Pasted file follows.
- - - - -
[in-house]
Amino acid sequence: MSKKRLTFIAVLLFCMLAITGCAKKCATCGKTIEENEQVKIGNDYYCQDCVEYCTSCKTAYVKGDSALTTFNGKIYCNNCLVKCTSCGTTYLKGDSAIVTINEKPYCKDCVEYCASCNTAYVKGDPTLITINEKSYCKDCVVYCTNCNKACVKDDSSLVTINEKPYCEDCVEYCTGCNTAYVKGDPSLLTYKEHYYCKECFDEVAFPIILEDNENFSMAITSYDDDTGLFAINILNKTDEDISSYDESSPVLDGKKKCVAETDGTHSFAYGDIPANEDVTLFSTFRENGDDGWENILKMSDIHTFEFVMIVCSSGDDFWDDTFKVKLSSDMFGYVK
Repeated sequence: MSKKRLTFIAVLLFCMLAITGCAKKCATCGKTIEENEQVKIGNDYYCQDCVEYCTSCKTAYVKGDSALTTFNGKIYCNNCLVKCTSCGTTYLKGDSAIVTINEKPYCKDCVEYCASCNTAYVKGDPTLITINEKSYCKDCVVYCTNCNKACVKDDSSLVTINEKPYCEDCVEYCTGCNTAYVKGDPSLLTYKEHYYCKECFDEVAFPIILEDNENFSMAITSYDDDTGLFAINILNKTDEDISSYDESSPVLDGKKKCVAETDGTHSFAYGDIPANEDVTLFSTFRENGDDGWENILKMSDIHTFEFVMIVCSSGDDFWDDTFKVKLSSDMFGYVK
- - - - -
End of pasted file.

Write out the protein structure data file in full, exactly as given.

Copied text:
[in-house]
Amino acid sequence: MSKKRLTFIAVLLFCMLAITGCAKKCATCGKTIEENEQVKIGNDYYCQDCVEYCTSCKTAYVKGDSALTTFNGKIYCNNCLVKCTSCGTTYLKGDSAIVTINEKPYCKDCVEYCASCNTAYVKGDPTLITINEKSYCKDCVVYCTNCNKACVKDDSSLVTINEKPYCEDCVEYCTGCNTAYVKGDPSLLTYKEHYYCKECFDEVAFPIILEDNENFSMAITSYDDDTGLFAINILNKTDEDISSYDESSPVLDGKKKCVAETDGTHSFAYGDIPANEDVTLFSTFRENGDDGWENILKMSDIHTFEFVMIVCSSGDDFWDDTFKVKLSSDMFGYVK
Repeated sequence: MSKKRLTFIAVLLFCMLAITGCAKKCATCGKTIEENEQVKIGNDYYCQDCVEYCTSCKTAYVKGDSALTTFNGKIYCNNCLVKCTSCGTTYLKGDSAIVTINEKPYCKDCVEYCASCNTAYVKGDPTLITINEKSYCKDCVVYCTNCNKACVKDDSSLVTINEKPYCEDCVEYCTGCNTAYVKGDPSLLTYKEHYYCKECFDEVAFPIILEDNENFSMAITSYDDDTGLFAINILNKTDEDISSYDESSPVLDGKKKCVAETDGTHSFAYGDIPANEDVTLFSTFRENGDDGWENILKMSDIHTFEFVMIVCSSGDDFWDDTFKVKLSSDMFGYVK